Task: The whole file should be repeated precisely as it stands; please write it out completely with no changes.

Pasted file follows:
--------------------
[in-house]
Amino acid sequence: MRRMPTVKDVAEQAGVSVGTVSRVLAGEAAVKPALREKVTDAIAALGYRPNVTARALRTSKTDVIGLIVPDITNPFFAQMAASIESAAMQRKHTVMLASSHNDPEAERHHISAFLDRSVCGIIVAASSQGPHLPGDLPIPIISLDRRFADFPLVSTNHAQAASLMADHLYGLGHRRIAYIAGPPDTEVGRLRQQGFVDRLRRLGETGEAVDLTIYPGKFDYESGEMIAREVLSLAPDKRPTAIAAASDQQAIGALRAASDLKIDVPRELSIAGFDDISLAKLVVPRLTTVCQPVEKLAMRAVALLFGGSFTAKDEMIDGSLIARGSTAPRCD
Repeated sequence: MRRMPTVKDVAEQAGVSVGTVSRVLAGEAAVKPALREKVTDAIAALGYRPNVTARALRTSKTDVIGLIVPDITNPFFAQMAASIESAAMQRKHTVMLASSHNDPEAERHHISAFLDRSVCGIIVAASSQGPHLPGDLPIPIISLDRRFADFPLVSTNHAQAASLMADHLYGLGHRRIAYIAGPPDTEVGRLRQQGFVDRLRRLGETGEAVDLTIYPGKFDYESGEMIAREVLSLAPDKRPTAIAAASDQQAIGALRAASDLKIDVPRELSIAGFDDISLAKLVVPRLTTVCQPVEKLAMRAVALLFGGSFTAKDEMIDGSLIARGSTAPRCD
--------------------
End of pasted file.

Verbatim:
[in-house]
Amino acid sequence: MRRMPTVKDVAEQAGVSVGTVSRVLAGEAAVKPALREKVTDAIAALGYRPNVTARALRTSKTDVIGLIVPDITNPFFAQMAASIESAAMQRKHTVMLASSHNDPEAERHHISAFLDRSVCGIIVAASSQGPHLPGDLPIPIISLDRRFADFPLVSTNHAQAASLMADHLYGLGHRRIAYIAGPPDTEVGRLRQQGFVDRLRRLGETGEAVDLTIYPGKFDYESGEMIAREVLSLAPDKRPTAIAAASDQQAIGALRAASDLKIDVPRELSIAGFDDISLAKLVVPRLTTVCQPVEKLAMRAVALLFGGSFTAKDEMIDGSLIARGSTAPRCD
Repeated sequence: MRRMPTVKDVAEQAGVSVGTVSRVLAGEAAVKPALREKVTDAIAALGYRPNVTARALRTSKTDVIGLIVPDITNPFFAQMAASIESAAMQRKHTVMLASSHNDPEAERHHISAFLDRSVCGIIVAASSQGPHLPGDLPIPIISLDRRFADFPLVSTNHAQAASLMADHLYGLGHRRIAYIAGPPDTEVGRLRQQGFVDRLRRLGETGEAVDLTIYPGKFDYESGEMIAREVLSLAPDKRPTAIAAASDQQAIGALRAASDLKIDVPRELSIAGFDDISLAKLVVPRLTTVCQPVEKLAMRAVALLFGGSFTAKDEMIDGSLIARGSTAPRCD